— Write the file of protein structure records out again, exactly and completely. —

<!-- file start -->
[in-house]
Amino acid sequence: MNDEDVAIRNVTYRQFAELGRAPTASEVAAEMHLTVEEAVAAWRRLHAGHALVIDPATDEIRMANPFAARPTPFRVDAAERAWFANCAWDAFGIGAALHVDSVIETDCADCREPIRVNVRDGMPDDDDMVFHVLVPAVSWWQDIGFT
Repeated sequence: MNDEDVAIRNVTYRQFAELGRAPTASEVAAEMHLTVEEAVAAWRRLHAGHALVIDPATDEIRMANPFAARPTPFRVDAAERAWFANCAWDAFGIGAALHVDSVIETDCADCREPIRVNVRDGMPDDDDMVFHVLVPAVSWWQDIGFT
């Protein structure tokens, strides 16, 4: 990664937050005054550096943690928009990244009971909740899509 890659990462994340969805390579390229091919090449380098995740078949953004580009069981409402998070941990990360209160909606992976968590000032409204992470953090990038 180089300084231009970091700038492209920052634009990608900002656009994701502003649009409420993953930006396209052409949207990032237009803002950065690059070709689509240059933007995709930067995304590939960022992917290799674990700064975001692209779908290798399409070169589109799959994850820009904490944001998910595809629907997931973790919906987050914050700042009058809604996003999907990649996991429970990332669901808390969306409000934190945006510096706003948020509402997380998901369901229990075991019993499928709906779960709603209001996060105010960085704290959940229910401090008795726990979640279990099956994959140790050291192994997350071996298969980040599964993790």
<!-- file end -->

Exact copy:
[in-house]
Amino acid sequence: MNDEDVAIRNVTYRQFAELGRAPTASEVAAEMHLTVEEAVAAWRRLHAGHALVIDPATDEIRMANPFAARPTPFRVDAAERAWFANCAWDAFGIGAALHVDSVIETDCADCREPIRVNVRDGMPDDDDMVFHVLVPAVSWWQDIGFT
Repeated sequence: MNDEDVAIRNVTYRQFAELGRAPTASEVAAEMHLTVEEAVAAWRRLHAGHALVIDPATDEIRMANPFAARPTPFRVDAAERAWFANCAWDAFGIGAALHVDSVIETDCADCREPIRVNVRDGMPDDDDMVFHVLVPAVSWWQDIGFT
């Protein structure tokens, strides 16, 4: 990664937050005054550096943690928009990244009971909740899509 890659990462994340969805390579390229091919090449380098995740078949953004580009069981409402998070941990990360209160909606992976968590000032409204992470953090990038 180089300084231009970091700038492209920052634009990608900002656009994701502003649009409420993953930006396209052409949207990032237009803002950065690059070709689509240059933007995709930067995304590939960022992917290799674990700064975001692209779908290798399409070169589109799959994850820009904490944001998910595809629907997931973790919906987050914050700042009058809604996003999907990649996991429970990332669901808390969306409000934190945006510096706003948020509402997380998901369901229990075991019993499928709906779960709603209001996060105010960085704290959940229910401090008795726990979640279990099956994959140790050291192994997350071996298969980040599964993790």